A fairly lengthy chapter on the Caribbean betrays the author’s desire to demonstrate the significance of this region. And how. Back in the era of great geographical discoveries, this was the place where the European empires deployed their most sophisticated resources against one another, and since they were far from the shores of their home countries, this posed certain risks. Only passing mention is made of Guantanamo Bay, which has garnered international notoriety due to the vast number of people who have been held there who were suspected of having links to al-Qaeda. Many were captured in Afghanistan and were kept there for years without ever being charged or tried. Yet these facts are cited as if Gitmo were a legitimate military base for the US Navy, and not a chunk of occupied Cuban territory. And the intervention in Haiti and Grenada is presented as a mere matter of course. Once Reagan decided that the government there posed a threat to the American citizens in that country, orchestrating a coup became a distinct possibility. “That the government also had Marxist tendencies was an additional problem. The United States invaded Grenada …” (pg. 226).

The Arctic chapter is primarily devoted to the territorial disputes of the Arctic nations, the environment, and the natural resources. Somehow the fact was left out that the Arctic is also extremely convenient in a strategic sense — a missile launched from a Russian submarine at the North Pole will fly much faster to the American coastline than one from a land-based installation. And one passage offers evidence of what is clearly a misunderstanding by Stavridis of the mentality of the Russian nation — “The Arctic is also a part of the world that figures deeply in the Russian mind-set and self-image as a nation of rugged individualists who are capable of surviving in the harshest of conditions” (pg. 247). Excuse me, but how could individualists survive in this harsh environment? On the contrary, here we see in action the principle of mutual assistance and support. Even small groups would fare better under such conditions than individualists, who wouldn’t be able to accomplish much, if anything. In this chapter, Stavridis suggests that the US shore up its leadership role in the Arctic Council, construct more icebreakers, and continue to call the shots in the Arctic through NATO, but also to begin a dialog with Russia. Russia is superior to the US in the Arctic both in terms of military and technology, so Washington will not be the one dictating the terms there.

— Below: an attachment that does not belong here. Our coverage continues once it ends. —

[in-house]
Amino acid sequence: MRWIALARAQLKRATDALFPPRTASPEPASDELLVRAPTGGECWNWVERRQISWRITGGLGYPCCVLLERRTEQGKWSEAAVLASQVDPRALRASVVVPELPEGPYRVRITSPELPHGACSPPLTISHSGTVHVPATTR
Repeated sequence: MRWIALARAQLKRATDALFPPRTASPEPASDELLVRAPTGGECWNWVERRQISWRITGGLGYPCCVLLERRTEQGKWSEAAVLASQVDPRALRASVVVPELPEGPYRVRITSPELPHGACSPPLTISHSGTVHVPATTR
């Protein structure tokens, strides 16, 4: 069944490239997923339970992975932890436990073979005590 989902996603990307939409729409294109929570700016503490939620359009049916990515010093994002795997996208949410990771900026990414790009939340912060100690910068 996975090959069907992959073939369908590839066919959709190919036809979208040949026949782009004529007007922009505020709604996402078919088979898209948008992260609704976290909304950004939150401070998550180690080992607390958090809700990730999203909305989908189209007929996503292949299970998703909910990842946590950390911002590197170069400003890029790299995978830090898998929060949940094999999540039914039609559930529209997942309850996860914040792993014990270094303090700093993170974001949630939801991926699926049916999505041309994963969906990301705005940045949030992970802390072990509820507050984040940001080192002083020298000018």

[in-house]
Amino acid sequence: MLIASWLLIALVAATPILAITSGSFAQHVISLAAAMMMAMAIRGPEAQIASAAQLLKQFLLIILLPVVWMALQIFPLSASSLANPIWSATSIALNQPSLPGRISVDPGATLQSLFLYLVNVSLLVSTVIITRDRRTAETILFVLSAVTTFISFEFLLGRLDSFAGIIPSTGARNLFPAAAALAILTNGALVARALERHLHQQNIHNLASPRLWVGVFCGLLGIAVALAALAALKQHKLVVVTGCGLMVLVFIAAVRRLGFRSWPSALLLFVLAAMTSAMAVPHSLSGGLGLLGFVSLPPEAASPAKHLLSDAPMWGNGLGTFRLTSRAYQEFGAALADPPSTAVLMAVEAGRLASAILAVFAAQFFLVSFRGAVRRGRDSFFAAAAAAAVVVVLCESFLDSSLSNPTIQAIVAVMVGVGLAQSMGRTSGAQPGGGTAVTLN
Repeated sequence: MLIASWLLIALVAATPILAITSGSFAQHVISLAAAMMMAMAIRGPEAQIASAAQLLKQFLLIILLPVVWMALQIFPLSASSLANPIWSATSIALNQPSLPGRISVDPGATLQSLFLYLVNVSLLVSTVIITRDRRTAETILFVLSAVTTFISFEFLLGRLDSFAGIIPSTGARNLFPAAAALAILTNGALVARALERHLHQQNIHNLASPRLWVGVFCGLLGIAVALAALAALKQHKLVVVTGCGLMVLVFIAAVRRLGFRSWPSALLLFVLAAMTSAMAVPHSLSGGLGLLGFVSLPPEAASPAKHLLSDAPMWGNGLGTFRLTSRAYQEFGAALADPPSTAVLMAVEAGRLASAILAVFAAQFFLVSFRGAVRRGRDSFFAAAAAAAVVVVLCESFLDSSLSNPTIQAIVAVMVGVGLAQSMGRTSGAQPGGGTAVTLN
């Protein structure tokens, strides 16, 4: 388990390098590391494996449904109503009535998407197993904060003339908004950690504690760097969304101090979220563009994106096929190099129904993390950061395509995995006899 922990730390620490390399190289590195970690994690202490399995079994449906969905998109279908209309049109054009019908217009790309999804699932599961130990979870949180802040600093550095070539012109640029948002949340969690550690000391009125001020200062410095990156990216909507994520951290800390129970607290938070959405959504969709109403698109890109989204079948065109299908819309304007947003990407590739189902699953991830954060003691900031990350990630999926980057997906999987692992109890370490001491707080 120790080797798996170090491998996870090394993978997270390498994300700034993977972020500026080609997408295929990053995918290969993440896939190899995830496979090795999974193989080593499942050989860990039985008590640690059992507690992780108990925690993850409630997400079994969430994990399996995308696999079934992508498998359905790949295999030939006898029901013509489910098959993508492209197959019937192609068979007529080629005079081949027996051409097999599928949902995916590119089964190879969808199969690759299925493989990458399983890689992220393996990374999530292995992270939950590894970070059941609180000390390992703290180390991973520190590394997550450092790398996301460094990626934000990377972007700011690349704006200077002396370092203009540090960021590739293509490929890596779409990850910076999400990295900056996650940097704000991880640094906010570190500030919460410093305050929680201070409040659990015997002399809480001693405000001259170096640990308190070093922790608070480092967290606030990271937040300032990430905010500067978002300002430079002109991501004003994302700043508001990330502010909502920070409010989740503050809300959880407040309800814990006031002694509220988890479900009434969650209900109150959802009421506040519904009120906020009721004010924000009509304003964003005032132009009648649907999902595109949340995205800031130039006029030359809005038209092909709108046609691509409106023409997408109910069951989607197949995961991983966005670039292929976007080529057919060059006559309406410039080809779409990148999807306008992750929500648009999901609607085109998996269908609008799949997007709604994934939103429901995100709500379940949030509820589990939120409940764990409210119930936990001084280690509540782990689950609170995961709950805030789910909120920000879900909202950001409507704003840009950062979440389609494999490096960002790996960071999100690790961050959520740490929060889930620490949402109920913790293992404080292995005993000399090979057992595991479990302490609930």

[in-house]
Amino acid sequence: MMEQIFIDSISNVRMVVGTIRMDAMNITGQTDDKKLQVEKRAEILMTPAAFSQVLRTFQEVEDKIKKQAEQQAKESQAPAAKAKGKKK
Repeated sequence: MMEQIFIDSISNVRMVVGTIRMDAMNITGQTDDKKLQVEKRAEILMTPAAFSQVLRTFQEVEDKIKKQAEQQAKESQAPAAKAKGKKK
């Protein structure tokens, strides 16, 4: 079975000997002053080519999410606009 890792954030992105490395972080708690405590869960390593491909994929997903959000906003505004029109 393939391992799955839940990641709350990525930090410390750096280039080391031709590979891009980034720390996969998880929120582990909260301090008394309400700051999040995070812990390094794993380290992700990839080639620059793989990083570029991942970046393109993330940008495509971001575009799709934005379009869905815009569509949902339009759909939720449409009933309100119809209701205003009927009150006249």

Incidentally, discussions of the Arctic are usually conflated with analysis of the Antarctic.  They’re both mostly water, after all. But Stavridis avoids doing that. The Antarctic, in case you need a reminder, was discovered by Russian navigators. And yes, the idea of maritime law was also a Russian idea — suggested during the era of Catherine II.


The conclusions at the end of the book are entirely predictable — the US needs to preserve its presence and influence wherever possible. In the author’s view, this applies not only to the Navy, but also to all the various installations and elements of the missile defense system. This is the notion behind the global network referred to in the document “A Cooperative Strategy for 21st Century Seapower,” which was published in 2015, and can also be found in the concept of global alliances and partnerships that was pioneered by Admiral Alfred Thayer Mahan.

Therefore, it is quite logical that the final chapter, “America and the Oceans,” discusses the Eurasian continent, Halford Mackinder’s “World Island,” and land-based forces, which (here Stavridis paraphrases Mahan) need to be offset by naval forces acting as a counterweight. But since Mahan’s day there have been significant changes related to military technology and strategy. Russia’s and China’s submarine and surface power is growing, aircraft carriers have become vulnerable to missiles, and command-and-control systems can be subjected to cyberattacks. All this presents different environments and challenges for any sea power. Stavridis suggests supplementing Mahan’s formula (a large fleet, forward deployment, and secure logistics) with cooperation that is international (including through NATO), inter-agency, and public-private in nature. This could create a “smart-power approach for the seas” (pg. 342).